How to Organize a Canned Food Drive as a Teen

These days, it is a great sign to see lots of teens in high school passionate about giving back to their communities and engaging in societal issues like helping with food insecurity. While your high school might have dedicated clubs that focus on organizing canned food drives, this article is focused on teens that may want to create a canned food drive of their own in their community. 

Step 1: The Plan

A good canned food drive that raises awareness and lots of donations always starts with a good plan. 

To get started, you can find a group of friends that are interested in helping you with the canned food drive. While this is optional, a great group of friends around you will help with finding a network of people to spread the word about the food drive and also help with the logistics of accepting donations. 

Next, write out a timeline for the food drive. You should include key dates like when you start accepting donations, when you stop accepting donations, and when you want to drop off the canned food donations to a local food bank. It is also really important to choose a food bank in your area that you want to donate the goods to and you can use our locator to do just that. 

Another big step is finding a central location where members of the community can drop off their donations during your allotted time frame for accepting donations. You can reach out to your local high school and see if they can set up a safe space in the lobby or cafeteria and allow donors to enter during a specific time. While COVID may be difficult to navigate in terms of finding safe locations to donate, other ideas include drop boxes in local government buildings, libraries, or other public places. Of course, keep in mind that the canned food should be dropped off in a place that is safe where no one will steal the goods and the goods themselves won’t be damaged due to weather and storage conditions.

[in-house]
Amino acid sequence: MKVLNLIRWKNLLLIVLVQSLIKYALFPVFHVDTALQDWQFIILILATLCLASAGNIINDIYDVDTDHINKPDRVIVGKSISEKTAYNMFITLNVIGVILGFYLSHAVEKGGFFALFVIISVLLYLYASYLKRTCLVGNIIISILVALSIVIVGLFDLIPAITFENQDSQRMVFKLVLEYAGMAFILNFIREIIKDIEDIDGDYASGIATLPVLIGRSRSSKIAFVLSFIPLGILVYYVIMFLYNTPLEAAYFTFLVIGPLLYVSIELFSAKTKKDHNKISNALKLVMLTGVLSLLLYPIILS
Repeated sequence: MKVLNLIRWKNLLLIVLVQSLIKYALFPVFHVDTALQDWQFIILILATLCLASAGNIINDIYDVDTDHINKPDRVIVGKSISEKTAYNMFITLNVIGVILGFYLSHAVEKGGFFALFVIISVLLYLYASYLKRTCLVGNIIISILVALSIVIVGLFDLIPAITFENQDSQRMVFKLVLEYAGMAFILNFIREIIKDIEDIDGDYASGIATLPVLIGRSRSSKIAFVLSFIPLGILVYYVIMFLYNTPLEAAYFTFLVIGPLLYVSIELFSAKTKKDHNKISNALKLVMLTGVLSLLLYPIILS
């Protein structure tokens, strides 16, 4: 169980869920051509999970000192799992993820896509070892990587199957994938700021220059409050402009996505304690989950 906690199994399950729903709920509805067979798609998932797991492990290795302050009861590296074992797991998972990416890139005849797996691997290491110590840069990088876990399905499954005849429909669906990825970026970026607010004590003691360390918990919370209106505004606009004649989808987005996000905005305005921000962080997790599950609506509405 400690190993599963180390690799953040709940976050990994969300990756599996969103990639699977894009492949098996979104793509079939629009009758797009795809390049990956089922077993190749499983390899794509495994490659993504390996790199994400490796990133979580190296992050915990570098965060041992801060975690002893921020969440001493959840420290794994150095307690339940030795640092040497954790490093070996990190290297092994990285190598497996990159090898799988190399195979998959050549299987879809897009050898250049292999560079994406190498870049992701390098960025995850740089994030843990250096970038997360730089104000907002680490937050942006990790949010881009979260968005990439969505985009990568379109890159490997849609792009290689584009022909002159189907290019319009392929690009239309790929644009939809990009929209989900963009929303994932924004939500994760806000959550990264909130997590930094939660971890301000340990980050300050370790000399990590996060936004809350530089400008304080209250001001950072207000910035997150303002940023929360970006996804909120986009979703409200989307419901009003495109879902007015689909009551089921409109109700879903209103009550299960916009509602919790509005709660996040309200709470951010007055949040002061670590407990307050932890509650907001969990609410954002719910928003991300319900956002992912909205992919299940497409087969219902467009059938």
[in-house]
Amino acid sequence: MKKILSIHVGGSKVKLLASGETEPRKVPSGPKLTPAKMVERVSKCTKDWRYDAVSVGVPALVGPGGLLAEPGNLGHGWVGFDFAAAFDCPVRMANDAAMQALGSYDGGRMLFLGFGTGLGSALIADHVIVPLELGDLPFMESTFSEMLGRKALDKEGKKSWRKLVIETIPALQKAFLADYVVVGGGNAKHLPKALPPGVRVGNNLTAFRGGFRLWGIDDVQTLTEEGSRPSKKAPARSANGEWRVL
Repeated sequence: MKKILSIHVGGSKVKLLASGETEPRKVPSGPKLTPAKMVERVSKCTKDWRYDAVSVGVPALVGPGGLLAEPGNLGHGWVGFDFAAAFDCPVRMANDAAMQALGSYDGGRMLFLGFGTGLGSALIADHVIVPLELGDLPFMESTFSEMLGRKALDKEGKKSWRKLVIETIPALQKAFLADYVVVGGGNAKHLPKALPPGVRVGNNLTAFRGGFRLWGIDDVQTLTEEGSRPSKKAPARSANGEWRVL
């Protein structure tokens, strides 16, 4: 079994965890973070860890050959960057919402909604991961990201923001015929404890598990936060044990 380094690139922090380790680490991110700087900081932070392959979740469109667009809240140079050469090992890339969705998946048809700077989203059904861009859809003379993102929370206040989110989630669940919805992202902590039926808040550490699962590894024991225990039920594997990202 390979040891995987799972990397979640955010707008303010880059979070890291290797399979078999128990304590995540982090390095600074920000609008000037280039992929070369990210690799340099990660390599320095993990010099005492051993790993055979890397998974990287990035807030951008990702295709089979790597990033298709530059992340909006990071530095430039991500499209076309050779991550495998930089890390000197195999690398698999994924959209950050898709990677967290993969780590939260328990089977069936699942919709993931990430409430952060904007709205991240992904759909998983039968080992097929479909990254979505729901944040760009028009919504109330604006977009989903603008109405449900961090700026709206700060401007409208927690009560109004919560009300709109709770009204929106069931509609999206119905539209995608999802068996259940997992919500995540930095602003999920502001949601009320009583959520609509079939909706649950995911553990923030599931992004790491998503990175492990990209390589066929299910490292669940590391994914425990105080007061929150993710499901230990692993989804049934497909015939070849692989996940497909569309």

Also, make sure that you clearly outline what types of donations you will accept. For example, do you want to only accept canned goods or are you willing to accept pasta and other long shelf-life items? These are all decisions that you can make and also make sure that the items that you are accepting align with the items that the food bank that you are donating to accept. 

After you have your dates and donation place in order, decide who you want to contact and how you want to reach out to these people who would like to donate. Some clever ways to increase donations are partnering with your high school by emailing an administrator (principal, teacher, vice principal, etc), partnering with an event at your high school like a Friday night football game that draws large crowds (although COVID may have eliminated these opportunities), joining your town’s community Facebook groups and posting details about the canned food drive, and even writing to your local mayor for help with publicizing the canned food drive. Throughout the networking phase, it is important to outline to potential donors the timeline of the food drive that you established and the reasons behind why you want to launch a canned food drive. 

Step 2: The Execution

Once all the planning is done and the specified date for accepting donations comes around, it is time to execute on your plan! 

Keep reaching out to members of the community, friends, family, teachers, and students that might donate. This will be an ongoing process until you close your donations, so keep at it to maximize your donations!

It is also important to check up on your donation box when people start donating. This is really important in order to filter out items that don’t fit the criteria for donations and also to make sure that the donations are being kept in a safe environment. 

Step 3: The Donations 

Once the donation period has ended, it is now time to collect all of your donations and drop them off to the food bank that you want to donate to! 

As you pick up your donation box, scan all of the items to make sure that they are not expired, are relatively in good condition (nothing broken or tampered with), are within your donation criteria and can be accepted by the food bank. 

After everything has been scanned, it is time to drive over to the food bank and donate your items! 

Pro tip: it is a really nice touch to keep track of all the people that donated to your food drive (if you can) and send them a thank you note. That way in the future when you run another food drive, you will know who you can contact for donations. This can be done through offering donors the option to put a post-it note on their donations or write their names and contact info in a book right next to the donation box. 

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